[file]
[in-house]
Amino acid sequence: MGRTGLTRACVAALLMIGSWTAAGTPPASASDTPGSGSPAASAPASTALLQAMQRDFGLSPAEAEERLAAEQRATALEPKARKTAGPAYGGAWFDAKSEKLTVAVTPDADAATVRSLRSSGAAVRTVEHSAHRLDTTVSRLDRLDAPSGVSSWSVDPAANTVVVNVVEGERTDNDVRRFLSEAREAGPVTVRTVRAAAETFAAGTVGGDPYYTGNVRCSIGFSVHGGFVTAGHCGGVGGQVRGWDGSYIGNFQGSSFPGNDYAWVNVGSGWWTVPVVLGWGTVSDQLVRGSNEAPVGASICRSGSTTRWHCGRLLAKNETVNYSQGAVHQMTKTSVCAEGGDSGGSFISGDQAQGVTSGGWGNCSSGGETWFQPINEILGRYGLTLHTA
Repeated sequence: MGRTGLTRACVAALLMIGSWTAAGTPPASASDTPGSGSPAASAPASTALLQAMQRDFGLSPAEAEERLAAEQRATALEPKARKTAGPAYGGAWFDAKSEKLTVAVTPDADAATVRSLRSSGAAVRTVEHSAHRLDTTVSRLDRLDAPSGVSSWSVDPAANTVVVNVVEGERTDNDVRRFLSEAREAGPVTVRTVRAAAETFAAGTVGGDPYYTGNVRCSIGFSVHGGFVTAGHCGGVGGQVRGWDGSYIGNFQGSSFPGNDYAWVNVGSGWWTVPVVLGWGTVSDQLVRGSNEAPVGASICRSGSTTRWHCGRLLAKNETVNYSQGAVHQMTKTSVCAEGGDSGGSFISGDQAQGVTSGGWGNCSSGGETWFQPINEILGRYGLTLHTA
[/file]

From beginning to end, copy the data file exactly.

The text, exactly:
[in-house]
Amino acid sequence: MGRTGLTRACVAALLMIGSWTAAGTPPASASDTPGSGSPAASAPASTALLQAMQRDFGLSPAEAEERLAAEQRATALEPKARKTAGPAYGGAWFDAKSEKLTVAVTPDADAATVRSLRSSGAAVRTVEHSAHRLDTTVSRLDRLDAPSGVSSWSVDPAANTVVVNVVEGERTDNDVRRFLSEAREAGPVTVRTVRAAAETFAAGTVGGDPYYTGNVRCSIGFSVHGGFVTAGHCGGVGGQVRGWDGSYIGNFQGSSFPGNDYAWVNVGSGWWTVPVVLGWGTVSDQLVRGSNEAPVGASICRSGSTTRWHCGRLLAKNETVNYSQGAVHQMTKTSVCAEGGDSGGSFISGDQAQGVTSGGWGNCSSGGETWFQPINEILGRYGLTLHTA
Repeated sequence: MGRTGLTRACVAALLMIGSWTAAGTPPASASDTPGSGSPAASAPASTALLQAMQRDFGLSPAEAEERLAAEQRATALEPKARKTAGPAYGGAWFDAKSEKLTVAVTPDADAATVRSLRSSGAAVRTVEHSAHRLDTTVSRLDRLDAPSGVSSWSVDPAANTVVVNVVEGERTDNDVRRFLSEAREAGPVTVRTVRAAAETFAAGTVGGDPYYTGNVRCSIGFSVHGGFVTAGHCGGVGGQVRGWDGSYIGNFQGSSFPGNDYAWVNVGSGWWTVPVVLGWGTVSDQLVRGSNEAPVGASICRSGSTTRWHCGRLLAKNETVNYSQGAVHQMTKTSVCAEGGDSGGSFISGDQAQGVTSGGWGNCSSGGETWFQPINEILGRYGLTLHTA